Rohingya children are also denied an education. In one village we visited, parents had set up a free informal school taught by a 17-year-old village girl whose own education had been stalled.
President Obama, in his address a few days ago at the United States Military Academy at West Point, cited Myanmar as one of the administration’s diplomatic successes. It’s true that Myanmar has made tremendous political gains in recent years — the permission I received to report here is testimony to that — and there is much to admire about the country’s progress toward democracy. But let’s not make excuses for a 21st-century apartheid worse even than the system once enforced in South Africa. As Human Rights Watch has documented, what has unfolded here constitutes ethnic cleansing and crimes against humanity.
Likewise, another watchdog group, Fortify Rights, cites internal Myanmar documents and argues that a pattern over the years of killings, torture, rape and other repression amounts to crimes against humanity under international law.
Weighed against such abuses, Obama’s criticisms of Myanmar have been pathetically timid. Because he is hugely admired here, Obama has political capital to pressure the government that he has not used. Indeed, the United States and other countries have often even avoided the word Rohingya, effectively joining in the denial of a people’s identity. That’s a failed policy, for this deference has led Myanmar to tighten the screws on the Rohingya this year.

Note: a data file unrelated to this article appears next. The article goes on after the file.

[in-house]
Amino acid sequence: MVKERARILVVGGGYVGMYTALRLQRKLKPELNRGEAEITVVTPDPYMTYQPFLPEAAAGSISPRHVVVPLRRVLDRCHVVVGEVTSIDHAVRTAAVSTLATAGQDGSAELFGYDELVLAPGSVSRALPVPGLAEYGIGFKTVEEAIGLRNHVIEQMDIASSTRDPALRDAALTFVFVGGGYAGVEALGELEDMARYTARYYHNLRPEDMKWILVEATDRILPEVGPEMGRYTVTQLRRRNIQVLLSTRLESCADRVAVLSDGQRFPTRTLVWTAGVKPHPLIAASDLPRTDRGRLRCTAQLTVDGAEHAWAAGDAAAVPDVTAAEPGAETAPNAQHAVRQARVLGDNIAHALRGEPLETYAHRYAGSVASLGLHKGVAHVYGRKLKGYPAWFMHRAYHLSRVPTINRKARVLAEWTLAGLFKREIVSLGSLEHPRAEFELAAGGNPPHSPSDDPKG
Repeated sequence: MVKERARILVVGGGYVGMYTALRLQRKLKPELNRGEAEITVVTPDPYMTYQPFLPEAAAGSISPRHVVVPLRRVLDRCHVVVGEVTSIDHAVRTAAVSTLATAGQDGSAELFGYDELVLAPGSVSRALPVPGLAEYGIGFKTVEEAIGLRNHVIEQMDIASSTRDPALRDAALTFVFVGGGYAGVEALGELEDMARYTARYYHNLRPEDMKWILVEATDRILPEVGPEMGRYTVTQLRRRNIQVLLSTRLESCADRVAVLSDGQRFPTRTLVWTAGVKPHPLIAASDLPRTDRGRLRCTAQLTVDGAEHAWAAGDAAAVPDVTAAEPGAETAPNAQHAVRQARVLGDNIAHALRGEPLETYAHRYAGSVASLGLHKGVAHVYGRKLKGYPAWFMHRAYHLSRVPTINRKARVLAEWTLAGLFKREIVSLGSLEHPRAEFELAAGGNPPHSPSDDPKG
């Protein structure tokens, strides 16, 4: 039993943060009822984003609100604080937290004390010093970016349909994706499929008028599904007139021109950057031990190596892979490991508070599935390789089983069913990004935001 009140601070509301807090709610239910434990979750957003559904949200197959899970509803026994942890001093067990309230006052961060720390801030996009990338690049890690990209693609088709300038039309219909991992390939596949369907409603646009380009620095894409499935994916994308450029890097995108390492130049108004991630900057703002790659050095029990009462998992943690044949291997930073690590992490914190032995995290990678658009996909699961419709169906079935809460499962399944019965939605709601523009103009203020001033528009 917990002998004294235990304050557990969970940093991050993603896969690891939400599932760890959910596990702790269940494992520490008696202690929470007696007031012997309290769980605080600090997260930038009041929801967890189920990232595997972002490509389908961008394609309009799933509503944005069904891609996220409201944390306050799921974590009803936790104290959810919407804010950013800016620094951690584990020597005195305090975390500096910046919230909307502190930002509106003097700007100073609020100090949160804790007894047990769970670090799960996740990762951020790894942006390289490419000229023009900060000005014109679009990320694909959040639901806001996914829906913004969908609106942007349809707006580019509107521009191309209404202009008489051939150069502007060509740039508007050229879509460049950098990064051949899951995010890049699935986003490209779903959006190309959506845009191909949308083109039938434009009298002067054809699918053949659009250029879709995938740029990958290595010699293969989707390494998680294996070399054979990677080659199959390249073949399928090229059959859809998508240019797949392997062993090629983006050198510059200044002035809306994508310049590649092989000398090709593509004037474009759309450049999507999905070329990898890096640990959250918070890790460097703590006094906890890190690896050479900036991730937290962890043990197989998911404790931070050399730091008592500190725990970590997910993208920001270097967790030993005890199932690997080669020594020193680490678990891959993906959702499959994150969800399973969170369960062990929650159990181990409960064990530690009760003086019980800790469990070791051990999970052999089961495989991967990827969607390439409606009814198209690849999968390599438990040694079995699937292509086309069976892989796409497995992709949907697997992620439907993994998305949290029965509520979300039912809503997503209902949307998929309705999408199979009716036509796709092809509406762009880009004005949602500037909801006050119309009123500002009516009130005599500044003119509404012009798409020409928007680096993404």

The Rohingya gave us the names of some Buddhists who they said had been leaders in slaughtering Muslims, and we visited one of these men they named. A 53-year-old farmer, he denied any involvement in the violence, but it was an awkward, tense conversation, partly because the Buddhists are angry at aid groups and journalists for (as they see it) siding with Muslims. Their narrative is that Muslim terrorists from Bangladesh are invading the country, overpopulating so as to marginalize the Buddhists, and then being coddled by foreigners.
The extremists back up this absurd narrative with intimidation. My Buddhist driver, who sported a nationalist tattoo, was willing to take me into Rohingya camps and villages and had no fear of assault by Muslims. But he was terrified of going to some hard-line Buddhist areas, for fear that we would be assaulted as Muslim sympathizers.
When the authorities found out that we were wandering in the hills, they sent a team of police officers armed with automatic weapons to find and “protect” us. They need to start protecting the Rohingya as well.
Look, I’ve seen greater malnutrition and disease over the years — in South Sudan, Niger, Congo, Guinea — but what’s odious about what is happening here is that the suffering is deliberately inflicted as government policy. The authorities are stripping members of one ethnic group of citizenship, then interning them in camps or villages, depriving them of education, refusing them medical care — and even expelling humanitarians who seek to save their lives.
That’s not a tragedy for one obscure ethnic group; it’s an affront to civilization. Please, President Obama, find your voice.